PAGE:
Resource: Project Report: Redesign of a PDA for take-back/upgrade and 2nd/3rd use cycles
Wax RDC completes feasibility study on business models and product design for remanufacture
Thursday, 30th July 2009
In 2007, the CRR funded five cutting-edge feasibility projects. One of these investigated commercial remanufacturing business models and product design for a mobile broadband handset (MEOS), led by forward-thinking product design consultancy Wax RDC. Working alongside Wax RDC were project partners Exoteq, manufacturers of the Meos handset, and the world renowned Centre for Sustainable Design, based in Farnham. Prior to work on the feasibility study, Wax RDC Director Damien Jones worked with Exoteq designing and developing the first generation of Meos. Meanwhile Casper Gray, Co-Director of Wax RDC, worked closely with the Centre for Sustainable Design investigating Design for Remanufacture, resulting in a number of presentations worldwide and a report ‘Remanufacturing and Product Design: Designing for the 7th Generation.’ Founded in 2005, Exoteq is an international group with extensive experience in high-tech communication, entertainment and consumer electronic products. Exoteq’s CEO, Ilkka Martikainen, jumped at the chance to innovate, saying that “the chance to use remanufacture to comply with legislation while at the same time generating tangible revenue streams was an opportunity too good to miss.” The Centre for Sustainable Design, led by Martin Charter – a leading figure in the world of sustainable design - supported Wax RDC on the strategic aspects of the project to develop business models and review environmental assessments of the handset to ensure that the best environmental option was applied. Meos itself is a world first. The compact, pocket-sized handset provides users with high speed internet access on the move. Meos offers truly mobile broadband and features a large LCD screen, a simple intuitive interface and a unique patent-pending touchpad. The first phase of the project comprised of a scoping study. Investigating remanufacturing practices across various industrial sectors, it was established that remanufacturing is rare in consumer electronics. Key considerations for both the business model and the detailed design of Meos were also made at this point. In the second phase, the team engaged in a detailed evaluation of business models that would enable remanufacturing, optimise the multiple revenue streams and take into consideration the commercial realities of a start-up business. The combination of knowledge gleaned from research and the use of a unique business model simulation tool, designed by Wax RDC, led to the generation of a number of viable business models. In one of these, customers would be empowered to take control of the remanufacturing system. Users would be able to test and repair the handsets in their own homes, with support, advice and new parts supplied by Exoteq as required. In reality, Meos would need to be designed for a variety of end-of-life strategies including remanufacturing, reconditioning, recycling or re-use in order to achieve realistic environmental and economic outcomes. Focusing on the product design stage, there are a number of key strategies that can be applied to the product, including;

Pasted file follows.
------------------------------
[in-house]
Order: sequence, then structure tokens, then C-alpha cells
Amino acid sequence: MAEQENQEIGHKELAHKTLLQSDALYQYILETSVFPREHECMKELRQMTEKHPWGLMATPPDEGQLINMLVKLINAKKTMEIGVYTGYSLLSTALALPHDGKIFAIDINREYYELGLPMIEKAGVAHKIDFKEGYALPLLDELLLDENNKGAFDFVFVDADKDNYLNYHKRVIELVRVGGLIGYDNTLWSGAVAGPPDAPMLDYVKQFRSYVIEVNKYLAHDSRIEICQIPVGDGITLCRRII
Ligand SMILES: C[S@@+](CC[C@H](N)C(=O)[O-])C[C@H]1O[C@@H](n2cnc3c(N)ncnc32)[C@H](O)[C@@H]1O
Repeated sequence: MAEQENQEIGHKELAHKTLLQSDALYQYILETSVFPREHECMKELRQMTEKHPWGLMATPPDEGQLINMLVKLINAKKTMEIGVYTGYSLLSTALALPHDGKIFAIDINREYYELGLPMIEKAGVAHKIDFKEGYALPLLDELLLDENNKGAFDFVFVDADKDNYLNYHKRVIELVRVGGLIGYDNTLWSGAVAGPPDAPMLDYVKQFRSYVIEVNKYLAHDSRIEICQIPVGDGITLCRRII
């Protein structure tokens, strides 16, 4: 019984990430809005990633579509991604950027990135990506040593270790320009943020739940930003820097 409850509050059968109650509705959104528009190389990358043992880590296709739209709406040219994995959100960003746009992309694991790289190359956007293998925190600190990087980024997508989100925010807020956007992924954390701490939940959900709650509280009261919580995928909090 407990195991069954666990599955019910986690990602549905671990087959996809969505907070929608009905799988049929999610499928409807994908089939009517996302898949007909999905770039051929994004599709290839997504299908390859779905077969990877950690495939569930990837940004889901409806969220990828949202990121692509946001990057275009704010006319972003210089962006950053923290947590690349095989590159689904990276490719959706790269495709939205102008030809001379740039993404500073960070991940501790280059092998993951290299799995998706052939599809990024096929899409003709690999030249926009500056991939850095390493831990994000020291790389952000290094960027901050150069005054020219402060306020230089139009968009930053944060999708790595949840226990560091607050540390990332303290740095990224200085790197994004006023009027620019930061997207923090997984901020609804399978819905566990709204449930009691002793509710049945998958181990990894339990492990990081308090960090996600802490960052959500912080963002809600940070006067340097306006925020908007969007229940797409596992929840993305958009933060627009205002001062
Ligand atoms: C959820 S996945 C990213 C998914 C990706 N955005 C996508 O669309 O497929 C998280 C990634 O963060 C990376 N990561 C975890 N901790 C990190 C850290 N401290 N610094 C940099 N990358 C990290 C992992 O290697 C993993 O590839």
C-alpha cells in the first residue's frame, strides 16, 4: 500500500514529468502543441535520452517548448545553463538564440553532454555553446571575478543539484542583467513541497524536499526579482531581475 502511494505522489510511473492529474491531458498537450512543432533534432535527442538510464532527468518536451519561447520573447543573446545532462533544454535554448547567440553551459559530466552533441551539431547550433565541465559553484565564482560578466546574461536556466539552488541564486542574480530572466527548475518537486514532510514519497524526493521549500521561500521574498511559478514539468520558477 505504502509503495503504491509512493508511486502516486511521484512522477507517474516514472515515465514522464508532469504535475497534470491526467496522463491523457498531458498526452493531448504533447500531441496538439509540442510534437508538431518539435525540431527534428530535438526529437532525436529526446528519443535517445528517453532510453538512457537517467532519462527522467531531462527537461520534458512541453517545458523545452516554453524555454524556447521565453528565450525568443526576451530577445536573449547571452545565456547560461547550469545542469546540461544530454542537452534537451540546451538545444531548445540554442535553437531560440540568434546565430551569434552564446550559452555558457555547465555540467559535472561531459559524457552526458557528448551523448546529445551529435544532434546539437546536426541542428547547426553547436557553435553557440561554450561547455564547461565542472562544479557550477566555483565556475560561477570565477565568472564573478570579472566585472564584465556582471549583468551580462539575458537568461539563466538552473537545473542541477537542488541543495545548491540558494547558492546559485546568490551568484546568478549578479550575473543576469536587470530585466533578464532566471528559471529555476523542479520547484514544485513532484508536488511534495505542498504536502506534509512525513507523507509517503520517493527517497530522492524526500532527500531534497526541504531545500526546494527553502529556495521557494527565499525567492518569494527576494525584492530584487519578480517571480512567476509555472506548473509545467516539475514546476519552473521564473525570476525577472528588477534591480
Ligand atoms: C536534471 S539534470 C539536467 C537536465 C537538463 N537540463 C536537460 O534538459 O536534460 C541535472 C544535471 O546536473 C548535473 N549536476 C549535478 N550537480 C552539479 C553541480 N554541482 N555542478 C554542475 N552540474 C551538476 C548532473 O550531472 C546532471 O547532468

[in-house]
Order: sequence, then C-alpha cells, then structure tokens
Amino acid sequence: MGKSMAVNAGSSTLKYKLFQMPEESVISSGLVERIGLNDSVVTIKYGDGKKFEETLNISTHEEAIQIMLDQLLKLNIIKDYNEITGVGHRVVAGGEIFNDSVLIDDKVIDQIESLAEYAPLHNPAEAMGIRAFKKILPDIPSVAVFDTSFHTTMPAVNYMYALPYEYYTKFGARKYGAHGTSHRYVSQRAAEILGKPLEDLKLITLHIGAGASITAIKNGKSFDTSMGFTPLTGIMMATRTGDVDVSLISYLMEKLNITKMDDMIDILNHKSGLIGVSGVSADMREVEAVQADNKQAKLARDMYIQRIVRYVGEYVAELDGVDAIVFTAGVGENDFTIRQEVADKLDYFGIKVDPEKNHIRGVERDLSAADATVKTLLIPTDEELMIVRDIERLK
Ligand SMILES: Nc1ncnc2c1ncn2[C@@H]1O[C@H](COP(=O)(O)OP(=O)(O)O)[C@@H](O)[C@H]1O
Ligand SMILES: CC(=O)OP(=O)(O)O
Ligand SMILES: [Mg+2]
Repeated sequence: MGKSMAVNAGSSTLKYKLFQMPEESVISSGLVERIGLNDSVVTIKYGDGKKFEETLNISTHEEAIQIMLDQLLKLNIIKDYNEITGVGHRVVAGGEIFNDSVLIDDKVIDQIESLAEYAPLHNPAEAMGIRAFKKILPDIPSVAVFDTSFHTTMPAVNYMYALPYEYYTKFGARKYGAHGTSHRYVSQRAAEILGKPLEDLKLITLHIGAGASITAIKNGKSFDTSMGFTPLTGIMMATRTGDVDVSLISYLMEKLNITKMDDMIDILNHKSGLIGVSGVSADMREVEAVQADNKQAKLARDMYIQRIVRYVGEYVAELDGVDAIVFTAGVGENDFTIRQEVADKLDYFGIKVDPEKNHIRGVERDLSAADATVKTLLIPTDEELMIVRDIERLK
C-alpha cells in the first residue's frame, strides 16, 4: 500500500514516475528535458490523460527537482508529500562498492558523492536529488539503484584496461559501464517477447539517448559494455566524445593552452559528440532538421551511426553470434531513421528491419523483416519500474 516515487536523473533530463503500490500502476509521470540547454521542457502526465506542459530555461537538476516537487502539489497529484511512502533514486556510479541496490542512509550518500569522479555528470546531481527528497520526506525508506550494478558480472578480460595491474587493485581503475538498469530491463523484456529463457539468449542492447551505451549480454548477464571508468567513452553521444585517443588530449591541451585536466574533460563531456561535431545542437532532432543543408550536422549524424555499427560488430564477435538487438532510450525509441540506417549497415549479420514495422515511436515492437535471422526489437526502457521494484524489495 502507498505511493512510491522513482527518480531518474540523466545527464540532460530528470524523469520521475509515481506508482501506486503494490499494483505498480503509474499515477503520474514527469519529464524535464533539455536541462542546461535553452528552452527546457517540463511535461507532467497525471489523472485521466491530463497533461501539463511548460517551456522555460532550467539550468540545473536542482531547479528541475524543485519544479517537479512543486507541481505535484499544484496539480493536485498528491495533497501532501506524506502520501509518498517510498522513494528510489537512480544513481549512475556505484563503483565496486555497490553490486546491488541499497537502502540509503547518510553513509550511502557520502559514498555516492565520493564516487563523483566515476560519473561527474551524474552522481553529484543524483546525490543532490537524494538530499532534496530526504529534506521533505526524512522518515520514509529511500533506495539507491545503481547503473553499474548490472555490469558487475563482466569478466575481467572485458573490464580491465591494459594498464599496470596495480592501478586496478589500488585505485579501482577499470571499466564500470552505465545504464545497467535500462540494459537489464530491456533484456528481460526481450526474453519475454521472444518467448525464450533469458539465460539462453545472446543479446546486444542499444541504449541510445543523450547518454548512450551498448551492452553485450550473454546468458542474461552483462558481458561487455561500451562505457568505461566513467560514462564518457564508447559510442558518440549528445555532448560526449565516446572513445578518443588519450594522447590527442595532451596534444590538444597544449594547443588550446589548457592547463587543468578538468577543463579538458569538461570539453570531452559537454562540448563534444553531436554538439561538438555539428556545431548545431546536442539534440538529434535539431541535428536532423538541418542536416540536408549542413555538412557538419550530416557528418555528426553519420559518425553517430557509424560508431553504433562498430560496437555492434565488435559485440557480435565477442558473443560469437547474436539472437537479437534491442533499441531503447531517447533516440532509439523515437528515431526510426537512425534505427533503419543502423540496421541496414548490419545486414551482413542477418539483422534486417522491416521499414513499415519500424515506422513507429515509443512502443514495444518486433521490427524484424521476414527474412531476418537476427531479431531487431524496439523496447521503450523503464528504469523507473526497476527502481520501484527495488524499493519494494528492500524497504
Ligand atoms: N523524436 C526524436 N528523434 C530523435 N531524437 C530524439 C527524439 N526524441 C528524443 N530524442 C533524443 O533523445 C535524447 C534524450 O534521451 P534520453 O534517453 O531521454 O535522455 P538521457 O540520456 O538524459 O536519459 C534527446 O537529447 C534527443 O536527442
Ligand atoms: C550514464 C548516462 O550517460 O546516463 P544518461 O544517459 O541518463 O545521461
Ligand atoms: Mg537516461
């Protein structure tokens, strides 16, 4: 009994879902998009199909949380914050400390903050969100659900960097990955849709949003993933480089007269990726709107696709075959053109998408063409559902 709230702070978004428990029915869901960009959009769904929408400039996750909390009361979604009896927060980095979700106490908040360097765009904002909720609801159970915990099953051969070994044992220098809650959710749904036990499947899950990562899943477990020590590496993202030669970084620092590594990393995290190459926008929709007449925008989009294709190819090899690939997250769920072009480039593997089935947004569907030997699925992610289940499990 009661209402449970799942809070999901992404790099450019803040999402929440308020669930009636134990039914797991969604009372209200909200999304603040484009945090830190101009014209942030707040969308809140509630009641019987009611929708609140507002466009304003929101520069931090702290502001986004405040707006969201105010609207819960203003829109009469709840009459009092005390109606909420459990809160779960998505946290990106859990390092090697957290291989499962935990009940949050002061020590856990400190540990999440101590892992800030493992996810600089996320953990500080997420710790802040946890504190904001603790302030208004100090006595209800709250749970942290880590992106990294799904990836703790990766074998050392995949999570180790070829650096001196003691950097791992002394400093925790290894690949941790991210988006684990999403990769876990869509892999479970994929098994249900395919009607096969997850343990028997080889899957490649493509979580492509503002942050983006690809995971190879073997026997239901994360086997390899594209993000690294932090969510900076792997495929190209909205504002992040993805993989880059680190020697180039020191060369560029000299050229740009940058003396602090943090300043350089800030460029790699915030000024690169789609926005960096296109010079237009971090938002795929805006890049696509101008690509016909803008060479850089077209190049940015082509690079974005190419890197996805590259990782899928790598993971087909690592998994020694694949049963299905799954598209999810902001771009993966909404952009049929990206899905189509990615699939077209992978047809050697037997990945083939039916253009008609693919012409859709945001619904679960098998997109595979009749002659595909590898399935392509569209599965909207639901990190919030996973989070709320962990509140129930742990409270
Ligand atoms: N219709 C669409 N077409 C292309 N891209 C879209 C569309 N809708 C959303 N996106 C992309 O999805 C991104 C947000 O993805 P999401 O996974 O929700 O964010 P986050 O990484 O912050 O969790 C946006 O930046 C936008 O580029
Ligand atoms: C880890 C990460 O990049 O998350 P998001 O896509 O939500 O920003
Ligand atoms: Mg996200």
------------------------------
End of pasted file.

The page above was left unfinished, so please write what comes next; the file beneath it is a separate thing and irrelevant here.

- Design for Disassembly;
- Design for Durability; and
- Design for Upgradeability.